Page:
PubMed Abstract | CrossRef Full Text | Google Scholar

42. Belkaid Y, Hand TW. Role of the microbiota in immunity and inflammation. Cell (2014) 157(1):121–41. doi:10.1016/j.cell.2014.03.011

PubMed Abstract | CrossRef Full Text | Google Scholar

43. Corthesy B, Gaskins HR, Mercenier A. Cross-talk between probiotic bacteria and the host immune system. J Nutr (2007) 137(3 Suppl 2):781S–90S.

PubMed Abstract | Google Scholar

44. del Rio B, Dattwyler RJ, Aroso M, Neves V, Meirelles L, Seegers JF, et al. Oral immunization with recombinant Lactobacillus plantarum induces a protective immune response in mice with Lyme disease. Clin Vaccine Immunol (2008) 15(9):1429–35. doi:10.1128/CVI.00169-08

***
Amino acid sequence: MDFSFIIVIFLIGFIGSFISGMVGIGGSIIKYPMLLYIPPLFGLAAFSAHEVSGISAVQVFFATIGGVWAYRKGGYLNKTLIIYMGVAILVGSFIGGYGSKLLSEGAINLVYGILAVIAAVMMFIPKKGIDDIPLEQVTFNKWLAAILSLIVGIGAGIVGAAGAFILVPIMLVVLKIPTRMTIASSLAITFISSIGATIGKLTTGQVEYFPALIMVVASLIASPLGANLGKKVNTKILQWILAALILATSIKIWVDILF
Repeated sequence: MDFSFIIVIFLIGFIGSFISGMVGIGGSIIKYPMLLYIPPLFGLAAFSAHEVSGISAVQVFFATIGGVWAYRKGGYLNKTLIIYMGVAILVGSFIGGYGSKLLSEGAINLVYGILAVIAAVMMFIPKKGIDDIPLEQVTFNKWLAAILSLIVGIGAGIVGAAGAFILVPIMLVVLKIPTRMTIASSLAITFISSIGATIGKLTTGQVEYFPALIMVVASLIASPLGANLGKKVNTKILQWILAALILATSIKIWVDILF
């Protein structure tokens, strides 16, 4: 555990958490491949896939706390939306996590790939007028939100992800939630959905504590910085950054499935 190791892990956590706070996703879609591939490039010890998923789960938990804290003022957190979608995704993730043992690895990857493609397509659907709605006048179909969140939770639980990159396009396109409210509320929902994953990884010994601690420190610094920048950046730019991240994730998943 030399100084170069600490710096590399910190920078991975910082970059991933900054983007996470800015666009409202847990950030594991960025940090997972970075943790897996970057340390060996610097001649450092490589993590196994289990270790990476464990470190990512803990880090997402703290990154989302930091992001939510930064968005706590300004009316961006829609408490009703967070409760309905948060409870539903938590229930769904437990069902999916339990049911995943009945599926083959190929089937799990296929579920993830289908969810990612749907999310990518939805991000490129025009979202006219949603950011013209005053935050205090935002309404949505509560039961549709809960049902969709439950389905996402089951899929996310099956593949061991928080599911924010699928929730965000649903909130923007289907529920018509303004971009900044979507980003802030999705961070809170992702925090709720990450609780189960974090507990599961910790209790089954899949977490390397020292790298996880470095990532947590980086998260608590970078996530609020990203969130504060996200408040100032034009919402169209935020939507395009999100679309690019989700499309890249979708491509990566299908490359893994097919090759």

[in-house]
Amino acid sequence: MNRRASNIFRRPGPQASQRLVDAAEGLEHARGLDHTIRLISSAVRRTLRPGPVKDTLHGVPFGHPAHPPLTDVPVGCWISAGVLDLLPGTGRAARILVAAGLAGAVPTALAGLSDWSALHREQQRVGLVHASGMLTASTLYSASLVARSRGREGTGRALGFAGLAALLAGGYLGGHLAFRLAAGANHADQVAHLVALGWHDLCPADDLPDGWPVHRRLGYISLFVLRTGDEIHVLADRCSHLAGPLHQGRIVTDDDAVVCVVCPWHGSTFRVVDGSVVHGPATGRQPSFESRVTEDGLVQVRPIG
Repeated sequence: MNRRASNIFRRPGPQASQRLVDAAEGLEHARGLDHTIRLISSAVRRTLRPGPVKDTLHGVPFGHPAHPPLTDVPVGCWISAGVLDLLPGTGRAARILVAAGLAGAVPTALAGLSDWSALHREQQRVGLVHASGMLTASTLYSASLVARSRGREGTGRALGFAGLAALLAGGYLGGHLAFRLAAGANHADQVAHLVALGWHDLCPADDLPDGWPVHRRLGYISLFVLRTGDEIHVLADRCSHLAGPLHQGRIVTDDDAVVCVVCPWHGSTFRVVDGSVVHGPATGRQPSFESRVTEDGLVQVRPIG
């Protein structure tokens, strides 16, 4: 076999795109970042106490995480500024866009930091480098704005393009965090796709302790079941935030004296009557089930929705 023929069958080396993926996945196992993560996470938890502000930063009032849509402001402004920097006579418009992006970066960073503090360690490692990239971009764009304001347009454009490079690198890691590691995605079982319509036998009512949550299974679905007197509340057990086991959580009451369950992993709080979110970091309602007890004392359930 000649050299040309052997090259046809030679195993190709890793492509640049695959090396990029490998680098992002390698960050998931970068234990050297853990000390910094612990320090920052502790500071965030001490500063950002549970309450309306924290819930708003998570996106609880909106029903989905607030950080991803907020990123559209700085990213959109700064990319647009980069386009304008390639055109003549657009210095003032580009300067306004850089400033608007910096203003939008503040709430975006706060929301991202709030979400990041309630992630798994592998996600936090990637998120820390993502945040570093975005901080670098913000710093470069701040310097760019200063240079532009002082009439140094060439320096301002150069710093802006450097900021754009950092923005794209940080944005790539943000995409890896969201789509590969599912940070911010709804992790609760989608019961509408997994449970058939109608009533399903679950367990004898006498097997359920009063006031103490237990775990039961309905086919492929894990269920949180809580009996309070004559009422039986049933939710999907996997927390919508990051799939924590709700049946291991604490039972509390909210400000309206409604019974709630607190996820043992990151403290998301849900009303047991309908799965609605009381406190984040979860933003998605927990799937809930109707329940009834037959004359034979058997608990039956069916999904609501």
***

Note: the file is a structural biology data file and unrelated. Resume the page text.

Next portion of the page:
PubMed Abstract | CrossRef Full Text | Google Scholar

45. Devine DA, Marsh PD, Meade J. Modulation of host responses by oral commensal bacteria. J Oral Microbiol (2015) 7:26941. doi:10.3402/jom.v7.26941

PubMed Abstract | CrossRef Full Text | Google Scholar

46. Soloff AC, Barratt-Boyes SM. Enemy at the gates: dendritic cells and immunity to mucosal pathogens. Cell Res (2010) 20(8):872–85. doi:10.1038/cr.2010.94

PubMed Abstract | CrossRef Full Text | Google Scholar

47. Blecha F. Immunomodulators for prevention and treatment of infectious diseases in food-producing animals. Vet Clin North Am Food Anim Pract (2001) 17(3):621–33, viii. doi:10.1016/S0749-0720(15)30010-4

CrossRef Full Text | Google Scholar

48. Wilson-Welder JH, Torres MP, Kipper MJ, Mallapragada SK, Wannemuehler MJ, Narasimhan B. Vaccine adjuvants: current challenges and future approaches. J Pharm Sci (2009) 98(4):1278–316. doi:10.1002/jps.21523